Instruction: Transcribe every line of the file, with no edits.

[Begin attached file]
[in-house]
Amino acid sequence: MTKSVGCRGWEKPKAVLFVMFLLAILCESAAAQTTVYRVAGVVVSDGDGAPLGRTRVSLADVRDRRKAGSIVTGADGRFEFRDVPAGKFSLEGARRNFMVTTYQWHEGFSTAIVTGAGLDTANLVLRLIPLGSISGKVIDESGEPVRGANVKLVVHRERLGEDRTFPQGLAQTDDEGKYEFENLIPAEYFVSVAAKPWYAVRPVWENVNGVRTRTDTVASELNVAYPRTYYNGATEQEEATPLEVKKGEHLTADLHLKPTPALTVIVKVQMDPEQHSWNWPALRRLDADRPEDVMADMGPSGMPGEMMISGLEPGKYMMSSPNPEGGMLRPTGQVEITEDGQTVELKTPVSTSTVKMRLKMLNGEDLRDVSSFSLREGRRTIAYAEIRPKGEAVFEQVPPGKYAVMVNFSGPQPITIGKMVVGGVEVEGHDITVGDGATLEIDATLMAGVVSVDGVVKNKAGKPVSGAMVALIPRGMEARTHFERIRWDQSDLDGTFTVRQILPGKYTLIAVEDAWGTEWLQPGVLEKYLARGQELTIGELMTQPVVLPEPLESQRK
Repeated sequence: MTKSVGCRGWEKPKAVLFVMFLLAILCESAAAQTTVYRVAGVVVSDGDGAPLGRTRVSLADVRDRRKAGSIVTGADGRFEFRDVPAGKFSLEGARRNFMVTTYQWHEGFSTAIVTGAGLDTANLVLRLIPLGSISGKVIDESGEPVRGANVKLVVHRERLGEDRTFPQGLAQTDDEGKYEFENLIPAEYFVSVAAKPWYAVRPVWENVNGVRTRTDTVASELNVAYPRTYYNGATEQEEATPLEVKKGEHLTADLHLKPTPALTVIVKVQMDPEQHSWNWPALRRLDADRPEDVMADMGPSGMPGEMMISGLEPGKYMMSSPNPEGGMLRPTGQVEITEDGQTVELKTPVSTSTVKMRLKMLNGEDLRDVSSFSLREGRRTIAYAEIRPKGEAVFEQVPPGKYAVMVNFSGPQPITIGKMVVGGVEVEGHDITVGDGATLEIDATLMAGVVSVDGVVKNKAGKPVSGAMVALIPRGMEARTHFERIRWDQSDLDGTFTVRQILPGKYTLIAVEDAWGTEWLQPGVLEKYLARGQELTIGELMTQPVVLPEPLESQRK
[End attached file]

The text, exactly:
[in-house]
Amino acid sequence: MTKSVGCRGWEKPKAVLFVMFLLAILCESAAAQTTVYRVAGVVVSDGDGAPLGRTRVSLADVRDRRKAGSIVTGADGRFEFRDVPAGKFSLEGARRNFMVTTYQWHEGFSTAIVTGAGLDTANLVLRLIPLGSISGKVIDESGEPVRGANVKLVVHRERLGEDRTFPQGLAQTDDEGKYEFENLIPAEYFVSVAAKPWYAVRPVWENVNGVRTRTDTVASELNVAYPRTYYNGATEQEEATPLEVKKGEHLTADLHLKPTPALTVIVKVQMDPEQHSWNWPALRRLDADRPEDVMADMGPSGMPGEMMISGLEPGKYMMSSPNPEGGMLRPTGQVEITEDGQTVELKTPVSTSTVKMRLKMLNGEDLRDVSSFSLREGRRTIAYAEIRPKGEAVFEQVPPGKYAVMVNFSGPQPITIGKMVVGGVEVEGHDITVGDGATLEIDATLMAGVVSVDGVVKNKAGKPVSGAMVALIPRGMEARTHFERIRWDQSDLDGTFTVRQILPGKYTLIAVEDAWGTEWLQPGVLEKYLARGQELTIGELMTQPVVLPEPLESQRK
Repeated sequence: MTKSVGCRGWEKPKAVLFVMFLLAILCESAAAQTTVYRVAGVVVSDGDGAPLGRTRVSLADVRDRRKAGSIVTGADGRFEFRDVPAGKFSLEGARRNFMVTTYQWHEGFSTAIVTGAGLDTANLVLRLIPLGSISGKVIDESGEPVRGANVKLVVHRERLGEDRTFPQGLAQTDDEGKYEFENLIPAEYFVSVAAKPWYAVRPVWENVNGVRTRTDTVASELNVAYPRTYYNGATEQEEATPLEVKKGEHLTADLHLKPTPALTVIVKVQMDPEQHSWNWPALRRLDADRPEDVMADMGPSGMPGEMMISGLEPGKYMMSSPNPEGGMLRPTGQVEITEDGQTVELKTPVSTSTVKMRLKMLNGEDLRDVSSFSLREGRRTIAYAEIRPKGEAVFEQVPPGKYAVMVNFSGPQPITIGKMVVGGVEVEGHDITVGDGATLEIDATLMAGVVSVDGVVKNKAGKPVSGAMVALIPRGMEARTHFERIRWDQSDLDGTFTVRQILPGKYTLIAVEDAWGTEWLQPGVLEKYLARGQELTIGELMTQPVVLPEPLESQRK